https://www.flickr.com/photos/alvarojaramillo/14775712436/in/photostream/    ID fanatics might note that this Craveri’s actually has a white chin, or at least my photo appears to show that. They are supposed to have a black chin, perhaps the photo is misleading, or this feature is not 100% reliable.

 

Scripps’s Murrelet was found with certainty only in San Mateo county, with a couple of pretty close ones to the boat:

 

https://www.flickr.com/photos/alvarojaramillo/14775712756/in/photostream/

 

South Polar Skua was found on three occasions, in both counties. However it was not a good jaeger day, but a nice dark morph Parasitic was superb early on in the trip. Two Common Terns were in San Francisco, and a good smattering of Sabine’s Gulls were about.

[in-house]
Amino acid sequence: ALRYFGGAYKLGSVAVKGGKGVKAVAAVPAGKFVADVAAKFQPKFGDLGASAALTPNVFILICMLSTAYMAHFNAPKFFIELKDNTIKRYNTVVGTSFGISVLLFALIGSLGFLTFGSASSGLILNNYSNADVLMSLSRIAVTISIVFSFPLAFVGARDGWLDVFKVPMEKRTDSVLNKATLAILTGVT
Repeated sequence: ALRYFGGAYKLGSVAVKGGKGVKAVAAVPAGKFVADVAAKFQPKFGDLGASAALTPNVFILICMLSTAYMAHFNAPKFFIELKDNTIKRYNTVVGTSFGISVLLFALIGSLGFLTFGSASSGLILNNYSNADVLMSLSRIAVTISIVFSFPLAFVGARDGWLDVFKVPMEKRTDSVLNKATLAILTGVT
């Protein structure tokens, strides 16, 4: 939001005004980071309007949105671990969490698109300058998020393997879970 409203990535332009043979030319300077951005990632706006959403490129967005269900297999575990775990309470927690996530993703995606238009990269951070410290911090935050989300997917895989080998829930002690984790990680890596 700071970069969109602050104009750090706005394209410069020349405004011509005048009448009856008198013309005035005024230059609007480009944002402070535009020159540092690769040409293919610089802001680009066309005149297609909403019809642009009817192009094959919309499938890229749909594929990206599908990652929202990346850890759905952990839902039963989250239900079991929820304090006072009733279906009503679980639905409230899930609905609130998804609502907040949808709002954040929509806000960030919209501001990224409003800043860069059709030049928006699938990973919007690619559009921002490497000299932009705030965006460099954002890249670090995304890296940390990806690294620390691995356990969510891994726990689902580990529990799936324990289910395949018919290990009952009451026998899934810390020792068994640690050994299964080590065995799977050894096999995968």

PREDICTIONS FOR THE SEASON – The warm water is in, and close to shore. This is not the blue colored, nutrient poor “tuna water” but greener and more nutrient rich water. This is where the murrelets are, and where we found the storm petrels. I think that these conditions are going to continue, with the very warm water in Baja still pretty strong there. Trips in the next month should have great opportunities for both Scripp’s and the sought after Craveri’s murrelets. What Guadalupe Murrelet is doing, we do not yet know as they have not been observed up here so far. The early and strong arrival of Black Storm-Petrels is interesting! My guess is that this may be the year to look for Least Storm-Petrel once the storm-petrel flocks form. I think we were close to a flock the other day, but just could not find it. California wide, look for Wedge-rumped Storm-Petrel down south. Crazy prediction? Lots of Buller’s will come in, a boom year, and we will have to be looking hard for Wedge-tailed Shearwaters very soon. This is promising to be a very interesting seabirds season in central California.